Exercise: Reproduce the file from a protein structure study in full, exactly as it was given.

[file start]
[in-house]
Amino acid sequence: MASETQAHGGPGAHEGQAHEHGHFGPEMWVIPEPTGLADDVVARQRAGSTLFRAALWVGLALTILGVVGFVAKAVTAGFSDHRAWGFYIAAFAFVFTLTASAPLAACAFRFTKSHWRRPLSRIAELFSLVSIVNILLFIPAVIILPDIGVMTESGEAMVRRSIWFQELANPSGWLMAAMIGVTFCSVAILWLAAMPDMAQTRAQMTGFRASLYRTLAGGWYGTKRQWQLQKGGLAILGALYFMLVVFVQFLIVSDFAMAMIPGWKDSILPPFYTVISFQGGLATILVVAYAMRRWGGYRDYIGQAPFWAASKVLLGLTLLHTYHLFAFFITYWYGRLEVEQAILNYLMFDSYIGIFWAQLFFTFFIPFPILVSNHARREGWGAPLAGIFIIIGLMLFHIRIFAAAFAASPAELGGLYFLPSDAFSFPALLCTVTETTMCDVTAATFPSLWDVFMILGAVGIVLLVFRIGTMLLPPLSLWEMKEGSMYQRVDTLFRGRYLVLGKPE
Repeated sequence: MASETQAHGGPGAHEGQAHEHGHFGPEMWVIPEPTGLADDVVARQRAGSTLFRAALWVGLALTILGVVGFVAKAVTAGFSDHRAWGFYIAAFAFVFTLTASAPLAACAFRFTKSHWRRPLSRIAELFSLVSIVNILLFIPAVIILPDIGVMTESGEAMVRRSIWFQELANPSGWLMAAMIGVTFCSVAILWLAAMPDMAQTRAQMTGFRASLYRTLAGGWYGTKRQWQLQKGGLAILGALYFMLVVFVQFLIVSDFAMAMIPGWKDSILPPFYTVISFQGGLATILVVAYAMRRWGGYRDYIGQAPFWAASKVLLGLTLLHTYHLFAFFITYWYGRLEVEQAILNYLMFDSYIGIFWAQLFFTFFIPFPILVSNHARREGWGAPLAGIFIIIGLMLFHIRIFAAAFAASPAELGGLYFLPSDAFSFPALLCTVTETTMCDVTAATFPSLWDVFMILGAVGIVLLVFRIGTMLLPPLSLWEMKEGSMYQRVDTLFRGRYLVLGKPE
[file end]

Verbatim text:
[in-house]
Amino acid sequence: MASETQAHGGPGAHEGQAHEHGHFGPEMWVIPEPTGLADDVVARQRAGSTLFRAALWVGLALTILGVVGFVAKAVTAGFSDHRAWGFYIAAFAFVFTLTASAPLAACAFRFTKSHWRRPLSRIAELFSLVSIVNILLFIPAVIILPDIGVMTESGEAMVRRSIWFQELANPSGWLMAAMIGVTFCSVAILWLAAMPDMAQTRAQMTGFRASLYRTLAGGWYGTKRQWQLQKGGLAILGALYFMLVVFVQFLIVSDFAMAMIPGWKDSILPPFYTVISFQGGLATILVVAYAMRRWGGYRDYIGQAPFWAASKVLLGLTLLHTYHLFAFFITYWYGRLEVEQAILNYLMFDSYIGIFWAQLFFTFFIPFPILVSNHARREGWGAPLAGIFIIIGLMLFHIRIFAAAFAASPAELGGLYFLPSDAFSFPALLCTVTETTMCDVTAATFPSLWDVFMILGAVGIVLLVFRIGTMLLPPLSLWEMKEGSMYQRVDTLFRGRYLVLGKPE
Repeated sequence: MASETQAHGGPGAHEGQAHEHGHFGPEMWVIPEPTGLADDVVARQRAGSTLFRAALWVGLALTILGVVGFVAKAVTAGFSDHRAWGFYIAAFAFVFTLTASAPLAACAFRFTKSHWRRPLSRIAELFSLVSIVNILLFIPAVIILPDIGVMTESGEAMVRRSIWFQELANPSGWLMAAMIGVTFCSVAILWLAAMPDMAQTRAQMTGFRASLYRTLAGGWYGTKRQWQLQKGGLAILGALYFMLVVFVQFLIVSDFAMAMIPGWKDSILPPFYTVISFQGGLATILVVAYAMRRWGGYRDYIGQAPFWAASKVLLGLTLLHTYHLFAFFITYWYGRLEVEQAILNYLMFDSYIGIFWAQLFFTFFIPFPILVSNHARREGWGAPLAGIFIIIGLMLFHIRIFAAAFAASPAELGGLYFLPSDAFSFPALLCTVTETTMCDVTAATFPSLWDVFMILGAVGIVLLVFRIGTMLLPPLSLWEMKEGSMYQRVDTLFRGRYLVLGKPE